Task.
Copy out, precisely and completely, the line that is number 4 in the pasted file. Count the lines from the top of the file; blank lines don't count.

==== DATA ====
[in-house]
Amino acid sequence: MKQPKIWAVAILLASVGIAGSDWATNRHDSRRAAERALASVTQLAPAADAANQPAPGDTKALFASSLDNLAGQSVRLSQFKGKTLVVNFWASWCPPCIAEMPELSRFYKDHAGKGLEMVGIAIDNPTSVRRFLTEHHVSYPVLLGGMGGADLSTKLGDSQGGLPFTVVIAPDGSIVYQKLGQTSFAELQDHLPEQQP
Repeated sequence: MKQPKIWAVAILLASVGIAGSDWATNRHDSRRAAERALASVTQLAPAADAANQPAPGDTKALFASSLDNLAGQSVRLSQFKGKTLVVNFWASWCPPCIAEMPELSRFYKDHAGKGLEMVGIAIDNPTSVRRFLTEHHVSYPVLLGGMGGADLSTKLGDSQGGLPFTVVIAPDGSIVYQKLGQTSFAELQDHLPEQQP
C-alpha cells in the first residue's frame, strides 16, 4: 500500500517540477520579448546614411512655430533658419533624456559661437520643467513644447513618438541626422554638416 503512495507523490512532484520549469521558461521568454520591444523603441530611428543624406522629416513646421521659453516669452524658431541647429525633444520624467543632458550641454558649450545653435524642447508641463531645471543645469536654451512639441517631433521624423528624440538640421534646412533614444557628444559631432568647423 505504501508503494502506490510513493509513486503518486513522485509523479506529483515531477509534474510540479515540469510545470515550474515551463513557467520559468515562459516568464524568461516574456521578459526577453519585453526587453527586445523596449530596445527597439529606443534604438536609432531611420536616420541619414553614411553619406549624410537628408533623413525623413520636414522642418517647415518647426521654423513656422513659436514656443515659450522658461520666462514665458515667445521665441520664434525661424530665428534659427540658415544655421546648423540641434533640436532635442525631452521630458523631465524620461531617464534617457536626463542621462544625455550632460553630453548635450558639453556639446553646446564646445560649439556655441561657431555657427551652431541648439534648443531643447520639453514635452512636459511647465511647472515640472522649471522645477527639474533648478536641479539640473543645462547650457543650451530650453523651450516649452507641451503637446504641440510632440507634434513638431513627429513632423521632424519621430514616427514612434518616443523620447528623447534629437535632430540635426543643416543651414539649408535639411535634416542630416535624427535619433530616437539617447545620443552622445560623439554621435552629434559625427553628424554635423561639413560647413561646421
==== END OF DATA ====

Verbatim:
C-alpha cells in the first residue's frame, strides 16, 4: 500500500517540477520579448546614411512655430533658419533624456559661437520643467513644447513618438541626422554638416 503512495507523490512532484520549469521558461521568454520591444523603441530611428543624406522629416513646421521659453516669452524658431541647429525633444520624467543632458550641454558649450545653435524642447508641463531645471543645469536654451512639441517631433521624423528624440538640421534646412533614444557628444559631432568647423 505504501508503494502506490510513493509513486503518486513522485509523479506529483515531477509534474510540479515540469510545470515550474515551463513557467520559468515562459516568464524568461516574456521578459526577453519585453526587453527586445523596449530596445527597439529606443534604438536609432531611420536616420541619414553614411553619406549624410537628408533623413525623413520636414522642418517647415518647426521654423513656422513659436514656443515659450522658461520666462514665458515667445521665441520664434525661424530665428534659427540658415544655421546648423540641434533640436532635442525631452521630458523631465524620461531617464534617457536626463542621462544625455550632460553630453548635450558639453556639446553646446564646445560649439556655441561657431555657427551652431541648439534648443531643447520639453514635452512636459511647465511647472515640472522649471522645477527639474533648478536641479539640473543645462547650457543650451530650453523651450516649452507641451503637446504641440510632440507634434513638431513627429513632423521632424519621430514616427514612434518616443523620447528623447534629437535632430540635426543643416543651414539649408535639411535634416542630416535624427535619433530616437539617447545620443552622445560623439554621435552629434559625427553628424554635423561639413560647413561646421